Antiquated dams hold key to water quality
All over the eastern part of the United States, thousands of small dams block the flow of water in streams and rivers, harkening back to colonial times. Originally constructed for energy and milling operations by settlers or companies, most of the milldams no longer serve human purposes. Now, many of these inactive dams are being removed by government and private agencies—driven by a need or hope of increasing public safety, reducing liability and improving aquatic habitats.
However, less attention is being paid to whether removing the dams will harm water quality, which is precisely what University of Delaware Professor Shreeram Inamdar is investigating. As the researcher explains, blocking the water unintentionally provides a valuable benefit. Soil upstream of the dam becomes richer in carbon, which acts as an important filter of nitrogen, a key pollutant in our nation's waterways.
"This natural filtering service reduces stream water nitrogen concentrations, improves water quality and saves limited conservation resources," said Inamdar, who serves as director of UD's Water Science and Policy Graduate Program.
Inamdar and colleagues from three other institutions earned two grants from the National Science Foundation to investigate. The first is an NSF-RAPID grant; the second is a regular grant from the NSF Hydrologic Sciences program. The grants total $719,959 with results forthcoming in the next two years.
By 1840, more than 65,000 of these dams blanketed the eastern U.S. Now more than 14,000 documented dams still stretch across the mid-Atlantic and northeast alone. Right in UD's backyard, dams sit idly on White Clay Creek where three mills once operated.
The rapid response grant focuses on the effects of milldam removal on riparian (riverside) groundwater and stream water quality in Pennsylvania, which has the highest dam removal rate of any state. Dam removals could potentially undermine this filtering service, which is valuable to ecosystems, and increase the cost of cleaning up waterways. On the other hand, removal of dams could introduce a more dynamic groundwater regime—like greater fluctuations of water levels in stream-side soils leading to potentially greater processing and removal of nitrogen. Determining which of these two scenarios happen is the focus of the study.
The research team will convey study results to landowners and natural resource agencies, positioning them to make more informed decisions on dam removals and better manage watersheds. Inamdar's research is taking place in the Chiques Creek watershed, a tributary of the Susquehanna River, including the Krady Milldam outside of Lancaster, Pennsylvania, which was removed in July 2018. UD Water Science and Policy graduate student Evan Lewis is performing sampling and monitoring.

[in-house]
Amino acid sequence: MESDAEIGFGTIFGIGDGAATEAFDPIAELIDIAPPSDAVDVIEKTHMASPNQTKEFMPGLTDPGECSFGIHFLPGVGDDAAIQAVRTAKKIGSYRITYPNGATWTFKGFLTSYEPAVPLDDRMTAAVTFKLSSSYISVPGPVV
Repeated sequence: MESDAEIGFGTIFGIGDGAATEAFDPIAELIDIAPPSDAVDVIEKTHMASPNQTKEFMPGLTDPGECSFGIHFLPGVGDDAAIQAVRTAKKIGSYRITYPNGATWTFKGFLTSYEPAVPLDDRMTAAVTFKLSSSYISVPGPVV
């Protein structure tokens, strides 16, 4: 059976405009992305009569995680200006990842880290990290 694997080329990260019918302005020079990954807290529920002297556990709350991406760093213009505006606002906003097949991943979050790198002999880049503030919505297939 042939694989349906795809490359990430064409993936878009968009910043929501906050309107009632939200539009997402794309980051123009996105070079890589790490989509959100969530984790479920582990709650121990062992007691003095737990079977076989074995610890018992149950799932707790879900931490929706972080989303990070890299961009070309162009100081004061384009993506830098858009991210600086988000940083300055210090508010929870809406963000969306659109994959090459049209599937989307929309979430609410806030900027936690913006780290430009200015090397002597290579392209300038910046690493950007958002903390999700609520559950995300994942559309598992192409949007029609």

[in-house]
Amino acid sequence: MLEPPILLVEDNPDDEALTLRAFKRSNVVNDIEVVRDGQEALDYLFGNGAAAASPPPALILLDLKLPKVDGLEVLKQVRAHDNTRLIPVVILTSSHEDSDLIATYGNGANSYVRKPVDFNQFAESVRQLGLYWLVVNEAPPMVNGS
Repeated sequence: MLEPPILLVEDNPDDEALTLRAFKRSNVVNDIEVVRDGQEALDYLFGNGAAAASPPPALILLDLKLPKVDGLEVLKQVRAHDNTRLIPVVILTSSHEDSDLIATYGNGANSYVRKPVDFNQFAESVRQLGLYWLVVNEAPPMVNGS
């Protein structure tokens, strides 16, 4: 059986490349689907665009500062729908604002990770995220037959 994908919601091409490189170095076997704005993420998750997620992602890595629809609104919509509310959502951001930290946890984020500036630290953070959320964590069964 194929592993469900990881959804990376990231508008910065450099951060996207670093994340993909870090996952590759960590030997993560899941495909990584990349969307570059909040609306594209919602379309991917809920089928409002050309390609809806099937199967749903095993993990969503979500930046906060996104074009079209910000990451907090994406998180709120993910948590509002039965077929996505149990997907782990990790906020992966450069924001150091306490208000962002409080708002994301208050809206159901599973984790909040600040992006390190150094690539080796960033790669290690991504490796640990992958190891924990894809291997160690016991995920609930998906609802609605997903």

Inamdar's second grant complements the previous award, investigating how existing milldams shape and influence the flow and nutrient processing regimes in stream-side groundwater and stream water. The study is the first of its kind to investigate how existing milldams affect groundwater hydrology and water quality.
"We will identify the hotspots of nitrogen processing immediately upstream of these milldams in riparian soils and stream beds to determine the influence of milldams," said Inamdar, who will work with water science and policy doctoral student Ginny Jeppi.
Low-head milldams, a small structure that impounds water and spans the width of the river or stream, alter the flow regimes for both surface and groundwater in the stream and in the adjacent riparian soils. In both Delaware and Pennsylvania, researchers will conduct stream examinations and measurements to characterize the in-stream processes and changes.
"These data will be integrated to develop a new, coupled, conceptual model for stream and riparian processes and mixing regimes upstream of milldams," Inamdar said. "These conditions were widespread for the many dammed streams during the colonial and post-colonial era. But, today, they still persist in dammed waterways as well as in urbanized, disconnected stream networks."
This research will also provide important insights into hydrologic and biogeochemical conditions associated with stagnant waters.
In support of these NSF projects, Wooster College undergraduate student Justine Berina mapped existing, breached and removed milldams in the region. He was supported by the College of Agriculture and Natural Resources Summer Institute, an internship program with the goal of increasing underrepresented minorities in agriculture and sciences. Berina mapped the milldams in New Castle County in Delaware and Cecil County in Maryland; he also revised existing maps of dams from Kent and Sussex counties in Delaware.
The locations of the historical dams were identified from historical maps from the Library of Congress and from the UD Library. He also used current Light Detection and Ranging (LIDAR) elevation maps to identify raceways—channels that take water from behind the dam and moves it to the mill—associated with the historical dams. This research allowed Berina to map the locations of the historic milldams on Google Maps.
"These maps will be very valuable for the NSF projects for investigating how these existing and breached dams influence stream ecosystems and surrounding landscapes," noted Inamdar.
On completion of his research, Berina presented his work at UD's Undergraduate Research and Service Scholar Celebratory Symposium.